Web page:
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Charles Evans Dual Mandate Responsibilities Speech – Goes Too Far

September 8, 2011

Yesterday, Charles Evans who is the ninth president of the Federal Reserve Bank of Chicago and a voting member on the FOMC, gave a speech at the European Economics and Financial Center in London. This speech goes too far with starting to push the Fed towards more stimulus as the returns from additional stimulus diminish. The debate revolving around additional Federal Reserve accommodation also made its way to the WSJ this morning. I believe that the economy is actually much stronger than is being presented by the media. Yes the unemployment rate is 9%+ and it has been tough to work it down, but the Fed can do little at this point to actually create jobs. The incremental returns from additional monetary stimulus aren’t needed and become risky with respect to the unintended consequences of creating bubbles in commodities.

Here is a link to the full Evans speech

Charles Evans made the points that since we are pretty close to the inflation target and very far from the unemployment rate which is consistent with NAIRU (Non-accelerating inflation rate of unemployment) then the Fed is not fulfilling its dual mandate. While the above observation by Evans is true, he doesn’t present any compelling evidence that actually implementing additional measures would create more jobs.

The conclusive statement from Evans:

In the more optimistic case to which I subscribe, the productive capacity and potential wealth of the U.S. have not been permanently damaged and currently unused resources are still productive. Accordingly, in my opinion, monetary policy should be used more aggressively to increase aggregate demand. In time, a reduction in excessive risk aversion, supported by natural market forces would reestablish the fundamentals that previously supported stronger growth and full employment. In this way, large social losses would be mitigated. By stimulating aggregate demand, we can have “Morning in America, again” and our best days can still be ahead of us.

In my opinion, we are at the point where the Fed could certainly hinder aggregate demand (there were aspects of this post the Great Depression) but the Fed can do very little to stimulate it through non-traditional monetary policy. Evans pondering that the wealth stock of the US isn’t permanently impaired is an indirect way to say perhaps we can artificially inflate either the stock market or the housing market. Nooooooooo! The stock market will be fine on its own and will be on sounder footing by not getting in the way of corporate profits and enacting sound policies which minimize artificial imbalance. The housing market cannot be distorted. We are close to the point where housing has bottomed anyway and we just need some patience for demographic factors to actually turn the housing market up. I am confident with respect to the housing market (over the next few years) because longer-term measures of housing affordability have been reached. The speech tonight from Obama is more important because fiscal policy does have the ability to stimulate the economy at this point. Unfortunately for the US (and world) debt constraints relative to GDP have been reached. Obama’s speech is important because any additional fiscal stimulus will need to be met with spending cuts and longer-term austerity. So there is no longer an easy pick-up in the economy from net credit based government spending. We need to be wiser about our spending, cut wasteful costs, and maintain targeted and effective fiscal stimulus that actually can promote jobs. Regulatory and tax policy is also much more important than monetary policy at this point. In short, as a country, we are now walking a tightrope.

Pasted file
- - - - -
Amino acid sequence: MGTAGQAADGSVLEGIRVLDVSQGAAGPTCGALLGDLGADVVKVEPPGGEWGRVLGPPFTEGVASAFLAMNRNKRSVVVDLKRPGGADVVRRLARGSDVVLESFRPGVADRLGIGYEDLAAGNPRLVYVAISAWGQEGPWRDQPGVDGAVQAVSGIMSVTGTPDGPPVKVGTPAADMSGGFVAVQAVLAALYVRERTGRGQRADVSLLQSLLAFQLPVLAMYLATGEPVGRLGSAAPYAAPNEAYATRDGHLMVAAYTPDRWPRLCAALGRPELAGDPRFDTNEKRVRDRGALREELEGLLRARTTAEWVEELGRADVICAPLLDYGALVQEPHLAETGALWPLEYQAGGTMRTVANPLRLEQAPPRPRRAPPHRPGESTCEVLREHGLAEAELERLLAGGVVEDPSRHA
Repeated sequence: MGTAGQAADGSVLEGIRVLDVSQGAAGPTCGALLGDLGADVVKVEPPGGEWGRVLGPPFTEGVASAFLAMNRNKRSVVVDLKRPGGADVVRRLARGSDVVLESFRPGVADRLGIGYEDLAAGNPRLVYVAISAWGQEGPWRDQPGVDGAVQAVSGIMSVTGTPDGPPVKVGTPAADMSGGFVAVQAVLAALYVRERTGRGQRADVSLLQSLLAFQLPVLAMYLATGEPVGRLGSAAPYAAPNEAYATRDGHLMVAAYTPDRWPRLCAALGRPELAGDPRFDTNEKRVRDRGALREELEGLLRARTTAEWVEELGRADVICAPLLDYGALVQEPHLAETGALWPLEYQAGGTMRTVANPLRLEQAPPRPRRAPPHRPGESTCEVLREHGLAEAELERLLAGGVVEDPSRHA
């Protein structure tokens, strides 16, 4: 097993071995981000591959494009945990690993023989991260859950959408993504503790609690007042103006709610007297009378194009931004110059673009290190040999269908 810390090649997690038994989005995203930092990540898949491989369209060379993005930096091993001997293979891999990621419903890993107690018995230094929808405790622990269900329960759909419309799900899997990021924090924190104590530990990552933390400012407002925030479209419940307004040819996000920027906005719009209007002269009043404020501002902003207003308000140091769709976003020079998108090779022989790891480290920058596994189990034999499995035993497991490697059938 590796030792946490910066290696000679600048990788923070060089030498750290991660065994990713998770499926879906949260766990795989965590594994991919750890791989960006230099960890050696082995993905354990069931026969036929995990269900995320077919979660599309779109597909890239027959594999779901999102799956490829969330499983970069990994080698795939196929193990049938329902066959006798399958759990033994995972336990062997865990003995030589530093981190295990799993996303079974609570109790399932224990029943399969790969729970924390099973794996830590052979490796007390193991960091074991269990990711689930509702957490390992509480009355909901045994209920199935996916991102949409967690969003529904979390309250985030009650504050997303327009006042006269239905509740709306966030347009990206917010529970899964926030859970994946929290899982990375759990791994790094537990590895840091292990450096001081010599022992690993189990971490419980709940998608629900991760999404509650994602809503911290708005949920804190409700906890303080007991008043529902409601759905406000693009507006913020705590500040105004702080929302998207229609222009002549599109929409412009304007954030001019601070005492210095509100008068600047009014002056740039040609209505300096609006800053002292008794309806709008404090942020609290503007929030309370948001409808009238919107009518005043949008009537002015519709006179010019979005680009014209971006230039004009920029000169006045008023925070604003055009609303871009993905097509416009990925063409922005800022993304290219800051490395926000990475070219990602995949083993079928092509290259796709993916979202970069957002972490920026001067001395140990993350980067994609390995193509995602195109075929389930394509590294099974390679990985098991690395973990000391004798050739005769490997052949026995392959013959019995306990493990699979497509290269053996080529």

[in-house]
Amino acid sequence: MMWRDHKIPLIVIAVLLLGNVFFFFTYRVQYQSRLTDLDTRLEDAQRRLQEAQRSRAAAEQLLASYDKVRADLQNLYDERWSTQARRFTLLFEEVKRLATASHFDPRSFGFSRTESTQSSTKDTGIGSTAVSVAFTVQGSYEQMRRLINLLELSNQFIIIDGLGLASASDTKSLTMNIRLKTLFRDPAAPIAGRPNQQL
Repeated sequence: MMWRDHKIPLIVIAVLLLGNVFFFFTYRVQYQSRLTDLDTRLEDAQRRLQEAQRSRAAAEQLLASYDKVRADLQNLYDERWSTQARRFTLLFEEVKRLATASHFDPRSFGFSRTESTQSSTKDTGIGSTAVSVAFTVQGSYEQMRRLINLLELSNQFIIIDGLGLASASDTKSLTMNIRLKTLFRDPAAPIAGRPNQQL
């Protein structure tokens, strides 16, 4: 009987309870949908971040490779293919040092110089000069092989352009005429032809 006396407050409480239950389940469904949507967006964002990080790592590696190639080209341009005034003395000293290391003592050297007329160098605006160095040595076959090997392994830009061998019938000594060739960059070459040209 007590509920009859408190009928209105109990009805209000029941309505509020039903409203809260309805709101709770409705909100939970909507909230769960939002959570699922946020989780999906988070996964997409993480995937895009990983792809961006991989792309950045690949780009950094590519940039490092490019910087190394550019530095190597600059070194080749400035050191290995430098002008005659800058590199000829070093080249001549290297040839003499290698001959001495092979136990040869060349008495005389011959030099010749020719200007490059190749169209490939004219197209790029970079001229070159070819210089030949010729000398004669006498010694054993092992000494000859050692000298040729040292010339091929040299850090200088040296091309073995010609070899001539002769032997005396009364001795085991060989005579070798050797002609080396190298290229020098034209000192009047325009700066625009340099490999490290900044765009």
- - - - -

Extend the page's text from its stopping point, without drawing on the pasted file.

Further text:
I believe that the corporate sector is well situated for the current environment and has gotten ahead of the government sector in terms of “getting the house in order”. A strong (and profitable) corporate sector is a very good thing with respect to maintaining the jobs that we have and with respect to our ability to foster an environment of job growth in the future. Therefore Obama shouldn’t attack our corporate sector for “not paying their fair share” or for flying in too many corporate jets. Hopefully he has some advisers which are getting him to tone down populist rhetoric. One of the best things Obama could actually do to help create the aggregate demand that Evans is so desperate for would be to act like a more business friendly president. Fewer attacks on business, corporate profits, and fewer threats of raising taxes would help the corporate sector with respect to visibility and also be market friendly. Visibility can help create jobs and a strong stock market goes a long way to creating aggregate demand by improving the household sector’s net worth (let’s just not boost asset values with a quick fix or in an unsustainable manner). Even if the unemployment rate goes down in painfully slow fashion, it may entail a “Goldilocks” scenario for corporate profits which can reap the benefits of nominal global GDP growth driven by emerging markets while unit labor costs are contained domestically. I’ll be discussing this final point which is bullish for the stock market more in the future.


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